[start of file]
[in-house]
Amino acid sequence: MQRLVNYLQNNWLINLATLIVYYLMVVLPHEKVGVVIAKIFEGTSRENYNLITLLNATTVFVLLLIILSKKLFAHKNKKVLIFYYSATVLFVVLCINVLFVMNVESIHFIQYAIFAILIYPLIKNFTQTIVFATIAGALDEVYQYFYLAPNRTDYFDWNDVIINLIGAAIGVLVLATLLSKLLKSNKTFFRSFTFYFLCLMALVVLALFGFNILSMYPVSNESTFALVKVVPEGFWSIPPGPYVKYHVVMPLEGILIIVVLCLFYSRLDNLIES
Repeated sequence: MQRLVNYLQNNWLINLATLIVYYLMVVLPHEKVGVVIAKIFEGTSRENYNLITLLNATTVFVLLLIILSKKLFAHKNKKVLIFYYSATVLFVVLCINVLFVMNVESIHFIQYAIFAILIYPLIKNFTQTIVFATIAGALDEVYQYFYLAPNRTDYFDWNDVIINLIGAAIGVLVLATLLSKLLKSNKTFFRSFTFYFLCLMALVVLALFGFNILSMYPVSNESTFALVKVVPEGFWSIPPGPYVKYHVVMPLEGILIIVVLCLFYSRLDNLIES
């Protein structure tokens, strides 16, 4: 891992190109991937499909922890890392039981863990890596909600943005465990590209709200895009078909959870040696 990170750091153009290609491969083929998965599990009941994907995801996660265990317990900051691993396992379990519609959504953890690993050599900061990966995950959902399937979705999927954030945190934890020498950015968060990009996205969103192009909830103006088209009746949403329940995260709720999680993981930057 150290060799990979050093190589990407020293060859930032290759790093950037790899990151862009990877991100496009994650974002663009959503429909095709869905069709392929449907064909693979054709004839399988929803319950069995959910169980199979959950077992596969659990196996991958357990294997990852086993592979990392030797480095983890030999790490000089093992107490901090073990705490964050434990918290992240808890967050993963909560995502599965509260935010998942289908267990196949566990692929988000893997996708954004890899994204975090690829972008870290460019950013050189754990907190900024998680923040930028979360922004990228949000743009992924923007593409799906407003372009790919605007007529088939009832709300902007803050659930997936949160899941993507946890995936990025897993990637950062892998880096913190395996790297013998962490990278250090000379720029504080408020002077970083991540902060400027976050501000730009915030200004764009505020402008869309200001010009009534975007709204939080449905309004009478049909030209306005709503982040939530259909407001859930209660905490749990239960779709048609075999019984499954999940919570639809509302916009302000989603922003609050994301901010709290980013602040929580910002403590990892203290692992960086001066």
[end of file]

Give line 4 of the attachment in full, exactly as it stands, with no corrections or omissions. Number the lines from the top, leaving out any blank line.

């Protein structure tokens, strides 16, 4: 891992190109991937499909922890890392039981863990890596909600943005465990590209709200895009078909959870040696 990170750091153009290609491969083929998965599990009941994907995801996660265990317990900051691993396992379990519609959504953890690993050599900061990966995950959902399937979705999927954030945190934890020498950015968060990009996205969103192009909830103006088209009746949403329940995260709720999680993981930057 150290060799990979050093190589990407020293060859930032290759790093950037790899990151862009990877991100496009994650974002663009959503429909095709869905069709392929449907064909693979054709004839399988929803319950069995959910169980199979959950077992596969659990196996991958357990294997990852086993592979990392030797480095983890030999790490000089093992107490901090073990705490964050434990918290992240808890967050993963909560995502599965509260935010998942289908267990196949566990692929988000893997996708954004890899994204975090690829972008870290460019950013050189754990907190900024998680923040930028979360922004990228949000743009992924923007593409799906407003372009790919605007007529088939009832709300902007803050659930997936949160899941993507946890995936990025897993990637950062892998880096913190395996790297013998962490990278250090000379720029504080408020002077970083991540902060400027976050501000730009915030200004764009505020402008869309200001010009009534975007709204939080449905309004009478049909030209306005709503982040939530259909407001859930209660905490749990239960779709048609075999019984499954999940919570639809509302916009302000989603922003609050994301901010709290980013602040929580910002403590990892203290692992960086001066």